Barnell Tatum, Sr. ("Mr. Tatum"), Tatum's father, testified for the defense at trial. He stated he was awakened in the early morning hours of September 6, 2008 when Jefferson Parish deputies knocked on the door of his residence. The officers told him they had a warrant to arrest his son for murder. The officers asked Mr. Tatum where his son was, and he directed them upstairs. The deputies escorted Tatum downstairs in handcuffs. Mr. Tatum asked if he could speak with his son, who was only seventeen years old. The officers told him he could not. Barnell allowed the officers to search his house and the Monte Carlo. The officers told him they found a gun in his house, but he did not see a gun in his house.

Tatum testified that he went to Gaines' house in August 2008, and she showed him some guns. He asked her if he could take the .40 caliber and .38 caliber weapons, and she told him he could. He never intended to return the guns to Gaines. Tatum testified he sold the .40 caliber gun to Fields and kept the .38 caliber weapon. He has known Fields for ten years, and they were friends.

On the evening of the shooting, Tatum drove his mother to work in the Monte Carlo. In the car with them were his nephew, his baby sister, and Hester. After taking his mother to work, Tatum drove his sister to his grandmother's house. By that time it was about 8:00 p.m.

Tatum picked up Fields at about 8:20 p.m. Then he picked up Ayonna and Shatyra at Ayonna's house. They planned to pick up Ayonna's CDs and then they would get pizza. Tatum stated that he drove the Monte Carlo the whole evening. Fields was riding in the front passenger seat, and Hester, Ayonna, Shatyra, and Tatum's nephew were in the back seat. Tatum did not know Fields had a gun with him.

Ayonna directed him to the house where she was to pick up her CDs. They stopped in front of the house. Ms. Corbena and Newman were there. Fields said something to Newman and then sat on the window ledge of the vehicle and started shooting.

Tatum testified that he sped off and drove directly to his house. Fields got out of the car and ran to his house nearby. The others in the car went with Tatum. Shortly thereafter, the group got into the Tatum family truck and went to the home of a friend, "Wade," and Tatum told Wade about the shooting.

Tatum testified that he did not call police about the shooting because he wanted to protect Fields. Police officers came to his house, took him outside, and stood him against a car. Detective Jones threatened him, and he was frightened. The detective also threatened him at the Detective Bureau. He told Tatum, "I know you did it," and also said he would "put a charge on" his father.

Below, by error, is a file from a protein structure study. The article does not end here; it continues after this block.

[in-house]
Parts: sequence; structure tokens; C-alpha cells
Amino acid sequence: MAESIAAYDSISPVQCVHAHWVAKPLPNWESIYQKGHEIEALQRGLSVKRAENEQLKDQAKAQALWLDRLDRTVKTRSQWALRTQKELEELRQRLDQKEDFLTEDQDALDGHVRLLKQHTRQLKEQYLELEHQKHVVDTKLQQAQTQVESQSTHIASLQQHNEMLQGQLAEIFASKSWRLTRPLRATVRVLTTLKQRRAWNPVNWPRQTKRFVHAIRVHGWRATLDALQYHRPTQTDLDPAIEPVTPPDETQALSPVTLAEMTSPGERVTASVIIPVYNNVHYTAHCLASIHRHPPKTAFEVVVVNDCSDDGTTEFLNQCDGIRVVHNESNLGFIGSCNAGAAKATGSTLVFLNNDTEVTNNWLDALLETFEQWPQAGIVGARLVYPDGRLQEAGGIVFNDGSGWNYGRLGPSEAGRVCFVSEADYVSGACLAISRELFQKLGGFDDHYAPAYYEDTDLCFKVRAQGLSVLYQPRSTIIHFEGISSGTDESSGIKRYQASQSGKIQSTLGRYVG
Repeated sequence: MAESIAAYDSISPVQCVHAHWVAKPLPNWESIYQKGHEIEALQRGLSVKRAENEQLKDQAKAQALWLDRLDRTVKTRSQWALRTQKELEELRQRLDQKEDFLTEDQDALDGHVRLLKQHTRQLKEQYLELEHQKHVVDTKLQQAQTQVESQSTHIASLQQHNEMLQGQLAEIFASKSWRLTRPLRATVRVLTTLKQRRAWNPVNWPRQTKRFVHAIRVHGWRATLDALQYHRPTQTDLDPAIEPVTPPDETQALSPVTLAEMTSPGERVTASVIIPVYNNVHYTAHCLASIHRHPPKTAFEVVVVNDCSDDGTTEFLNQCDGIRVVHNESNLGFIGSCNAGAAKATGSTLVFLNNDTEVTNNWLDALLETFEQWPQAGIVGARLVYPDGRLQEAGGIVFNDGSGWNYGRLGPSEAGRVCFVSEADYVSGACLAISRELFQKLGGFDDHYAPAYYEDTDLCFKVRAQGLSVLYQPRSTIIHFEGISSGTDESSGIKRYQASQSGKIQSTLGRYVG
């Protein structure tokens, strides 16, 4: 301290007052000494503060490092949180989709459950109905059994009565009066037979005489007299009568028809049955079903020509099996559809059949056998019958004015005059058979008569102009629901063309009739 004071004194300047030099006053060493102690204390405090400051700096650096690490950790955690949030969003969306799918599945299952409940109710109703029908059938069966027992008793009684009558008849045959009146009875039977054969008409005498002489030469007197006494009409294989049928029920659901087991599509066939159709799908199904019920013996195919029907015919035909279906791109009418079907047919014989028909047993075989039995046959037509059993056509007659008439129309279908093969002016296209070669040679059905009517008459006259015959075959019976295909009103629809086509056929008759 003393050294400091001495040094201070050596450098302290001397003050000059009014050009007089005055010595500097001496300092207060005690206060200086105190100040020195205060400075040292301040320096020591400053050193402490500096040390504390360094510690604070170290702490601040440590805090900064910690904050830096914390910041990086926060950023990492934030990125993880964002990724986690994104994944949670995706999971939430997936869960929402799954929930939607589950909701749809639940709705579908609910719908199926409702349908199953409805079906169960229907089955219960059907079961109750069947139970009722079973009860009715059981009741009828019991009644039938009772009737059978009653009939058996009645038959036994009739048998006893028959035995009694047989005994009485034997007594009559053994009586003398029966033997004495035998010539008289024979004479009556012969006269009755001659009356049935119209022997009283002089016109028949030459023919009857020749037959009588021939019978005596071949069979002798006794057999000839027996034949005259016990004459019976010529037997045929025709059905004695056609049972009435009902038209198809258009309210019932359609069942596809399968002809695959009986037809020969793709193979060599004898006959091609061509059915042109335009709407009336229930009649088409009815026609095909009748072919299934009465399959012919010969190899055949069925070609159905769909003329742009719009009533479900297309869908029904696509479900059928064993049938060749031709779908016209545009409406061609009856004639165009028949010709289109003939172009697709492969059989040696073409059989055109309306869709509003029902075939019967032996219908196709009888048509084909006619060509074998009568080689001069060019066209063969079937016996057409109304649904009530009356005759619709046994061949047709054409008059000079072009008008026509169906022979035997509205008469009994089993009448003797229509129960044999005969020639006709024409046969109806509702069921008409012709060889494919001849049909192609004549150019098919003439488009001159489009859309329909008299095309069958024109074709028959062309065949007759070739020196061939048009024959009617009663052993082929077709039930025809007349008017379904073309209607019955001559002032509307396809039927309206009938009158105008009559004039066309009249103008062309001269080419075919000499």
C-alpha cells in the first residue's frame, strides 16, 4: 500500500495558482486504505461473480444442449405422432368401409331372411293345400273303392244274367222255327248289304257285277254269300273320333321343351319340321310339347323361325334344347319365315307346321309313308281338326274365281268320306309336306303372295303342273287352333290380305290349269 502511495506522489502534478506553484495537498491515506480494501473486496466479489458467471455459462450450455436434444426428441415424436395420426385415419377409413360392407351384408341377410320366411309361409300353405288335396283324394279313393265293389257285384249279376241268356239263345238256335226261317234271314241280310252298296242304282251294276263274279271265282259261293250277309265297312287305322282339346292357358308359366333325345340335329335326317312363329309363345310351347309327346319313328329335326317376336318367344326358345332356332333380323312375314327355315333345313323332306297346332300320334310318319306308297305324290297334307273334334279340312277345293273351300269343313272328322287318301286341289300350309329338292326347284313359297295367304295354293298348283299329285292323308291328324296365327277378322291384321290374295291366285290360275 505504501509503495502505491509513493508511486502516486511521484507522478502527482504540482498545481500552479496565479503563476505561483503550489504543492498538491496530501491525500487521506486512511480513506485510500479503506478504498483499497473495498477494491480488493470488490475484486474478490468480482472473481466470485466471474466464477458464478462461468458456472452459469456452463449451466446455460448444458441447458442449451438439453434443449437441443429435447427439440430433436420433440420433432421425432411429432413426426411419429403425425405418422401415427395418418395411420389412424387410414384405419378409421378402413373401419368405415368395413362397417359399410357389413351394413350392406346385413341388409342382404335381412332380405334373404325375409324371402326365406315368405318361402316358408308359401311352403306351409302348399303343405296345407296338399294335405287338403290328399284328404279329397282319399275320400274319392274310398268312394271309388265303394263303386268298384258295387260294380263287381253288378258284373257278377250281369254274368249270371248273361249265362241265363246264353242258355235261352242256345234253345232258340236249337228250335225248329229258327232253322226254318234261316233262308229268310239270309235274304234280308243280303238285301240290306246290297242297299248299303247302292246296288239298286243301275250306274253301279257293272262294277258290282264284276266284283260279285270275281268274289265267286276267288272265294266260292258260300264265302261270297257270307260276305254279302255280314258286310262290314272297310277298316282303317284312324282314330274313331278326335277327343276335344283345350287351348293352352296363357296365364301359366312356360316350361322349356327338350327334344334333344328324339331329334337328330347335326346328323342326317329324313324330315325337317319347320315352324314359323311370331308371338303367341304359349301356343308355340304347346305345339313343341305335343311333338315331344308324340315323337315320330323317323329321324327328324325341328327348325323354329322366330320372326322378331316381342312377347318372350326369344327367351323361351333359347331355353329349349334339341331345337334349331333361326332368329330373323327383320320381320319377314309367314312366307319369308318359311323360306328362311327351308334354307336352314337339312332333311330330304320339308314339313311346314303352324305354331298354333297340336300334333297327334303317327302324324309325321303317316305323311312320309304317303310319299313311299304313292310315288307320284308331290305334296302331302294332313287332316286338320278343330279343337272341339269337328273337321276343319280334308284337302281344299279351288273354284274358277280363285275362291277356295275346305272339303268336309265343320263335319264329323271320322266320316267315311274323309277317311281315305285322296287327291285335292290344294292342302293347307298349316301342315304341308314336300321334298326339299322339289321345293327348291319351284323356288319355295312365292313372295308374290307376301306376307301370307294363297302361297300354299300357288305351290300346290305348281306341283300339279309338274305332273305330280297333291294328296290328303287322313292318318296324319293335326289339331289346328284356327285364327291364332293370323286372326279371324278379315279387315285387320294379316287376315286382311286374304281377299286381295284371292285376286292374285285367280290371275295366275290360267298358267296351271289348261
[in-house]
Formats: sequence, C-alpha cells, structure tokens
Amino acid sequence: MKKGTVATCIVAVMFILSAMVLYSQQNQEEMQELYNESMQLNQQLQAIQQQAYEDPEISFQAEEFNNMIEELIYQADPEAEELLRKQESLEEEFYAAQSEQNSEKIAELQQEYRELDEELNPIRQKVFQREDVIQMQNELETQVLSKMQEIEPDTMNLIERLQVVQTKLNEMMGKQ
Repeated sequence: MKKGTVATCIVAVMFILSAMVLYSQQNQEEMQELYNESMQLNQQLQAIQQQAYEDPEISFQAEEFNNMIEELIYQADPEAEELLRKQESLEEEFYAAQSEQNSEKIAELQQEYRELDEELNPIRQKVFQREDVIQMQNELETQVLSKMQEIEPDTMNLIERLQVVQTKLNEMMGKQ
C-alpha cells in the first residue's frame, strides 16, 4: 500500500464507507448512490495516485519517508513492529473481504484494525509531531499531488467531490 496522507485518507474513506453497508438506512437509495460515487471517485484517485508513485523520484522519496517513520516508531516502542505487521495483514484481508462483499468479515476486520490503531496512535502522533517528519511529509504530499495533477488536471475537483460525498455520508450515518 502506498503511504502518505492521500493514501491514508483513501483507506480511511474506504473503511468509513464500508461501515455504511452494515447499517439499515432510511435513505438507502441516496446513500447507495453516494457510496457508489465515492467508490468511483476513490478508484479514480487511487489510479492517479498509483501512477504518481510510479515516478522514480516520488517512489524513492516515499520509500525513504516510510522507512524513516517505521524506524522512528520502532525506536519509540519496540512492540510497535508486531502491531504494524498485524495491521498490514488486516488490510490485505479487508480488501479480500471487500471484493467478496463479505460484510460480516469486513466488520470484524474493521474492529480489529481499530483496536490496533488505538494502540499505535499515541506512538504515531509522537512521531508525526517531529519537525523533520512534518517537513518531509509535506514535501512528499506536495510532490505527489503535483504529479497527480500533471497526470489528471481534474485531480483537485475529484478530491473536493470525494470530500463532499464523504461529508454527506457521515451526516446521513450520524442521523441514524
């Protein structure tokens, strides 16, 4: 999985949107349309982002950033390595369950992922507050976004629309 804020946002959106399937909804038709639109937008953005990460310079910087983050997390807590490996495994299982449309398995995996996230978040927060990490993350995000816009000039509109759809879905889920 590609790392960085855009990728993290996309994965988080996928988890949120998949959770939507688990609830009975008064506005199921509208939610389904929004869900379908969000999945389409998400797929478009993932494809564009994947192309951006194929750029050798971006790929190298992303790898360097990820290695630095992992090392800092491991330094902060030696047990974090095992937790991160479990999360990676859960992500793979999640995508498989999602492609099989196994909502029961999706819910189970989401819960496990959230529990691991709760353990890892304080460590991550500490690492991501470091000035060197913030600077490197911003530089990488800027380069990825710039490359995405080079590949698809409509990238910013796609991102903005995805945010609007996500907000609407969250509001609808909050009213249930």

Tatum testified that he lied when he confessed to police that he was the shooter. He did so in order to protect Fields. He told police that Hester was driving the Monte Carlo in order to cover for Fields. In reality, Fields was the shooter. While Tatum agreed that he did have an altercation with Ms. Cobena, he did not have a "beef with Newman.


Count 2 of the amended bill of information alleged that, from August 4, 2008 and continuously thereafter until on or about September 10, 2008, Tatum knowingly and intentionally conspired, combined, and agreed with Fields to obstruct justice and tamper with evidence. The bill further alleged that, in furtherance of this conspiracy, Tatum did the following acts: 1) on or about September 5, 2008, Tatum attempted to commit second degree murder of Newman; and 2) on or about September 5, 2008, Fields removed the weapon used by Tatum to commit the attempted second degree murder from Tatum's custody to cover up said crime, with Tatum's approval, all in violation of La. R.S. 14:26 and La. R.S. 14:130.1.

The elements of the crime of conspiracy are: (1) an agreement or combination of two or more persons for the specific purpose of committing a crime, plus (2) an act done in furtherance of the object of the agreement or combination. La. R.S. 14:26.1 La.R.S. 14:130.1(A), in pertinent part, states: